When it comes to controlling your tabs in Chrome, there are numerous solutions. Being someone who has a number of tabs open at any given time, I have tried many of them. Among my favorites are Tab Cloud, Too Many Tabs and Recycle Bin. Each has its own purpose and using all will give you pretty good control.
Then there is the extreme solution that I recently discovered -- Panic Button. I say "extreme" because, unlike Too Many Tabs, Panic Button does a bit more than allowing you to hide particular tabs. This extension hides everything, except for one tab, which I will explain below.
Once installed, you will find a red, circular-shaped button with an exclamation point in the middle on your menu bar, where other extensions appear.
Using the Extension
It seems dead simple at first glance -- you can click the red button and all of your tabs will disappear. And I mean all of them, including the one you are on. Perhaps the word panic in the name is apt. In my test, with 17 open tabs, it took about 30 seconds to log all the URL's and store them away in a hidden folder. It left me with only a New Tab page.
Once the process is complete the button will change from red to green and display a number over it that indicates the amount of tabs it is now storing for you. Press the button again and your tabs reappear.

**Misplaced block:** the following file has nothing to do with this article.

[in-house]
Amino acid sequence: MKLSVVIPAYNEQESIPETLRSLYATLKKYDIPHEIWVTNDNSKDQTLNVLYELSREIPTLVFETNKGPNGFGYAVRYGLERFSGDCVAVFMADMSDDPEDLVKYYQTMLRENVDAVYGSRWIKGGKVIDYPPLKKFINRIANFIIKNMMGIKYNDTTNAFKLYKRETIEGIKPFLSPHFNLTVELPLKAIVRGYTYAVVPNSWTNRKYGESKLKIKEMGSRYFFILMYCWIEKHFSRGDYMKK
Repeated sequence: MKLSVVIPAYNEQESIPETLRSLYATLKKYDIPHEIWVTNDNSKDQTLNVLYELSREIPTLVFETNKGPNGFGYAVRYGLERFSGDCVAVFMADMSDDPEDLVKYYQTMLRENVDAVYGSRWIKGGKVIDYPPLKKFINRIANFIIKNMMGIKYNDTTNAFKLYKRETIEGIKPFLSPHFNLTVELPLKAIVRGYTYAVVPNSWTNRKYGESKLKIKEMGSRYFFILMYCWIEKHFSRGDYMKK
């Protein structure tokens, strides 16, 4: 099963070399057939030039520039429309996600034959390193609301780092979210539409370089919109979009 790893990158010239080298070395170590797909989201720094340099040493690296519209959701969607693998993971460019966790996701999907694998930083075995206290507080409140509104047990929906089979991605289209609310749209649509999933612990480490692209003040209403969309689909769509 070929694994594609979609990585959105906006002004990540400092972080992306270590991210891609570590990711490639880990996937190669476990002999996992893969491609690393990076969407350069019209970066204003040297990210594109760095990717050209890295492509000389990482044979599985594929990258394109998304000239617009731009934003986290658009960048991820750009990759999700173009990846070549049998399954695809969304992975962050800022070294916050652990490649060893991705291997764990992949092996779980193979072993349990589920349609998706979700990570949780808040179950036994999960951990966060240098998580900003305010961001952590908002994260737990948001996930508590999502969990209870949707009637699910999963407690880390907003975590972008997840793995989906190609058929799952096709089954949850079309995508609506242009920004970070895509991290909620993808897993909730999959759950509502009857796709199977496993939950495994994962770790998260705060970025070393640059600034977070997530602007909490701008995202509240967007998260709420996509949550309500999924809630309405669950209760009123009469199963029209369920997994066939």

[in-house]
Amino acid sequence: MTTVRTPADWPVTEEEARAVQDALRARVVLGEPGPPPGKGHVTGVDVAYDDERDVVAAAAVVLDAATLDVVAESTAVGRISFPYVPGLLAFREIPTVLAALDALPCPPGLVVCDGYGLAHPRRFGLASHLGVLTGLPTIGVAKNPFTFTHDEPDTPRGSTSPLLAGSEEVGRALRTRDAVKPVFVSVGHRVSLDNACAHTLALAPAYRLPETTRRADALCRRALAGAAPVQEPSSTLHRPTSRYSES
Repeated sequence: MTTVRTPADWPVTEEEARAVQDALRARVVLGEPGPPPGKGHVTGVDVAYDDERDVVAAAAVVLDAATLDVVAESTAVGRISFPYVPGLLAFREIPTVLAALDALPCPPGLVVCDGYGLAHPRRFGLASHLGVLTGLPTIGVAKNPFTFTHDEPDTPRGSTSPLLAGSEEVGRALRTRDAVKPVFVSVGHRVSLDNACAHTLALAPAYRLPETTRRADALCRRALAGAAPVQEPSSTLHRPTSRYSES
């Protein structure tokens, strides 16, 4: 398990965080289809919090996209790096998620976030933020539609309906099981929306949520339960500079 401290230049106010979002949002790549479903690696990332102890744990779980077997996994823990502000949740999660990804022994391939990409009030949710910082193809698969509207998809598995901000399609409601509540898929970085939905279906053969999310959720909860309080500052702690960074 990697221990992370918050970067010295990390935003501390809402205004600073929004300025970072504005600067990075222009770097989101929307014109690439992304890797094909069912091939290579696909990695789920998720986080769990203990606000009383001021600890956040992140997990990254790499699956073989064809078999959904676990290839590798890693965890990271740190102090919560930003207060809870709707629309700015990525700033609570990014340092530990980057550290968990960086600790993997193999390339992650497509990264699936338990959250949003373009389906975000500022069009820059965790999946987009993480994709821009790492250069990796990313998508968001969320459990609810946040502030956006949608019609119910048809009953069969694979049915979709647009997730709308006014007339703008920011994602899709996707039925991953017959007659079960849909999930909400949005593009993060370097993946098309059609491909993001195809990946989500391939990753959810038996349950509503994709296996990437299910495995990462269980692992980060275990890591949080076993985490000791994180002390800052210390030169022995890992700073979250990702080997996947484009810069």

Alternatively, you can also use your keyboard to hide and display tabs by clicking the F4 button -- an option that may not work on all computers. For example, on the laptop I am writing this from the F4 button turns the display on and off. That is where the Options come in.
To access these, head to the Chrome Extensions page and scroll down to find Panic Button and click "Options". These are sparse, but they cover all of the bases.
You can choose to enable or disable the keyboard option, and also decide what keys you wish to to use if you decide to enable it. You can also set password protection and choose between New Tab page, blank page and custom page for what appears when you banish your tabs.
As I stated earlier, this is a rather extreme option, but it does work. I found it a bit too extreme for my tastes and would prefer to stick with Too Many Tabs to simply hide tabs I know I will not need at the moment. Depending on the amount of URL's you are hiding, it can be a bit slow. However, it works as advertised and it seems to be trustworthy in bringing those tabs back. In the end it is really all about what you wish to do.Advertisement
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Ghacks is a technology news blog that was founded in 2005 by Martin Brinkmann. It has since then become one of the most popular tech news sites on the Internet with five authors and regular contributions from freelance writers.